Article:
Money is a tool; a commodity that buys you necessities and some nice “wants,” but it is not the panacea to your problems.

                  There are a great many people who are living on very little, yet have wonderfully full and happy lives… and there are sadly a great many people are living on quite a lot, yet have terribly miserable lives.

                  Money can buy a nice home, a great car, fabulous shoes, even a bit of security and some creature comforts, but it cannot fix a broken relationship, or cure loneliness, and the “happiness” it brings is only fleeting and not the kind that really and truly matters. Happiness is not for sale. If you’re expecting the “stuff” you can buy to “make it better,” you will never be happy.

                  2. Pace Yourself

                  Often when we’re young, just beginning our adult journey we feel as though we have to do everything at once. We need to decide everything, plan out our lives, experience everything, get to the top, find true love, figure out our life’s purpose, and do it all at the same time.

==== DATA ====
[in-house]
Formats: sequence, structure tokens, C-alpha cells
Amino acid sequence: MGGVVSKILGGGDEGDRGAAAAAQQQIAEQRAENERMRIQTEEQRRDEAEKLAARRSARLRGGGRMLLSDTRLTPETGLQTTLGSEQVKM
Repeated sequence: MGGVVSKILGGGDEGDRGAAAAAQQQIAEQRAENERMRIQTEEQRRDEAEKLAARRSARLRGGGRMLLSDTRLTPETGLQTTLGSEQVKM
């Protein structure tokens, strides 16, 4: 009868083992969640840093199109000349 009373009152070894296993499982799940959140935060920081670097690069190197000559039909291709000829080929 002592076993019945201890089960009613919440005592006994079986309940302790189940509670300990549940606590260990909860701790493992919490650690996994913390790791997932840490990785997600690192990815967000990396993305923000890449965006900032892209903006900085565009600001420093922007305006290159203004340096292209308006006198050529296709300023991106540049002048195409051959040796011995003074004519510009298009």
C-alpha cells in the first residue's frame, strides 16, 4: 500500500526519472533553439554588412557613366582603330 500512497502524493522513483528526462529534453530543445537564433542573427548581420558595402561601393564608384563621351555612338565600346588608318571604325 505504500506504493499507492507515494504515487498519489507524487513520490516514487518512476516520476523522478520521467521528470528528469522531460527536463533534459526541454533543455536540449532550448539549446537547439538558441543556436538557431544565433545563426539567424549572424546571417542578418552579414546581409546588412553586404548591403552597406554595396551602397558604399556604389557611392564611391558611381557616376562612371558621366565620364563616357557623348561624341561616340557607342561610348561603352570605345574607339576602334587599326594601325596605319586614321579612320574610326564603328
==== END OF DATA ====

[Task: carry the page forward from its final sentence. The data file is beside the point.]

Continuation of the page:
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                  Slow down—don’t rush into things. Let your life unfold. Wait a bit to see where it takes you, and take time to weigh your options. Enjoy every bite of food, take time to look around you, let the other person finish their side of the conversation. Allow yourself time to think, to mull a bit.

                  Taking action is critical. Working towards your goals and making plans for the future is commendable and often very useful, but rushing full-speed ahead towards anything is a one-way ticket to burnout and a good way to miss your life as it passes you by.

                  3. You Can’t Please Everyone

                  “I don’t know the secret to success, but the secret to failure is trying to please everyone” – Bill Cosby.

                  You don’t need everyone to agree with you or even like you. It’s human nature to want to belong, to be liked, respected and valued, but not at the expense of your integrity and happiness. Other people cannot give you the validation you seek. That has to come from inside.

                  Speak up, stick to your guns, assert yourself when you need to, demand respect, stay true to your values.

                  4. Your Health Is Your Most Valuable Asset